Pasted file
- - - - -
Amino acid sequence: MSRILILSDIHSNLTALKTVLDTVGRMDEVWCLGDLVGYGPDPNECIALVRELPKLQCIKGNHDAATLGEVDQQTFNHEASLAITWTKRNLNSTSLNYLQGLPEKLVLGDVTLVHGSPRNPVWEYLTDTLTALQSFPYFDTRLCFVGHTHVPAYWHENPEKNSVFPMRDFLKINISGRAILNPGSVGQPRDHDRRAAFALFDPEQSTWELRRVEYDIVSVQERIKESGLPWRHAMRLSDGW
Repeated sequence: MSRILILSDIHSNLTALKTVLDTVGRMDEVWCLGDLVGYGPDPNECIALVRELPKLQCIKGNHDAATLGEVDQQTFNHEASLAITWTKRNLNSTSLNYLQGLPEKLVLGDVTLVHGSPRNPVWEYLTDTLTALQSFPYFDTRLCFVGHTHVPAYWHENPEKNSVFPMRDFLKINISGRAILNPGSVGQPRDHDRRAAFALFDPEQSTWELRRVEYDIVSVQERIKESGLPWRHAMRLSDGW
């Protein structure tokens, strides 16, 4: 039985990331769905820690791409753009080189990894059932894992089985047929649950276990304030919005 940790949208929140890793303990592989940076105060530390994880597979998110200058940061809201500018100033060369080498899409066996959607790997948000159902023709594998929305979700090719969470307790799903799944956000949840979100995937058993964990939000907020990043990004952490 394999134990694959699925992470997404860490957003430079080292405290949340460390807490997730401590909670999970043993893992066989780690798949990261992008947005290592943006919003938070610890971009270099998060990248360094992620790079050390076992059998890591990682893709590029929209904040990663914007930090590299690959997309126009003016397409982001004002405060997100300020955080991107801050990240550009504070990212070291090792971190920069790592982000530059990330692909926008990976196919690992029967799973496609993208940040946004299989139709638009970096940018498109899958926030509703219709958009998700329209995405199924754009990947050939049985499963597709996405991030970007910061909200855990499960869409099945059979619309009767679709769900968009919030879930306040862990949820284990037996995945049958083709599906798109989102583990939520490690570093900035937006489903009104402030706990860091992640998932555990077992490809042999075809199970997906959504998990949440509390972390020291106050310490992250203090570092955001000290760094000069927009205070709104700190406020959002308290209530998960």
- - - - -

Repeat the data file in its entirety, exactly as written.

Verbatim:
Amino acid sequence: MSRILILSDIHSNLTALKTVLDTVGRMDEVWCLGDLVGYGPDPNECIALVRELPKLQCIKGNHDAATLGEVDQQTFNHEASLAITWTKRNLNSTSLNYLQGLPEKLVLGDVTLVHGSPRNPVWEYLTDTLTALQSFPYFDTRLCFVGHTHVPAYWHENPEKNSVFPMRDFLKINISGRAILNPGSVGQPRDHDRRAAFALFDPEQSTWELRRVEYDIVSVQERIKESGLPWRHAMRLSDGW
Repeated sequence: MSRILILSDIHSNLTALKTVLDTVGRMDEVWCLGDLVGYGPDPNECIALVRELPKLQCIKGNHDAATLGEVDQQTFNHEASLAITWTKRNLNSTSLNYLQGLPEKLVLGDVTLVHGSPRNPVWEYLTDTLTALQSFPYFDTRLCFVGHTHVPAYWHENPEKNSVFPMRDFLKINISGRAILNPGSVGQPRDHDRRAAFALFDPEQSTWELRRVEYDIVSVQERIKESGLPWRHAMRLSDGW
């Protein structure tokens, strides 16, 4: 039985990331769905820690791409753009080189990894059932894992089985047929649950276990304030919005 940790949208929140890793303990592989940076105060530390994880597979998110200058940061809201500018100033060369080498899409066996959607790997948000159902023709594998929305979700090719969470307790799903799944956000949840979100995937058993964990939000907020990043990004952490 394999134990694959699925992470997404860490957003430079080292405290949340460390807490997730401590909670999970043993893992066989780690798949990261992008947005290592943006919003938070610890971009270099998060990248360094992620790079050390076992059998890591990682893709590029929209904040990663914007930090590299690959997309126009003016397409982001004002405060997100300020955080991107801050990240550009504070990212070291090792971190920069790592982000530059990330692909926008990976196919690992029967799973496609993208940040946004299989139709638009970096940018498109899958926030509703219709958009998700329209995405199924754009990947050939049985499963597709996405991030970007910061909200855990499960869409099945059979619309009767679709769900968009919030879930306040862990949820284990037996995945049958083709599906798109989102583990939520490690570093900035937006489903009104402030706990860091992640998932555990077992490809042999075809199970997906959504998990949440509390972390020291106050310490992250203090570092955001000290760094000069927009205070709104700190406020959002308290209530998960």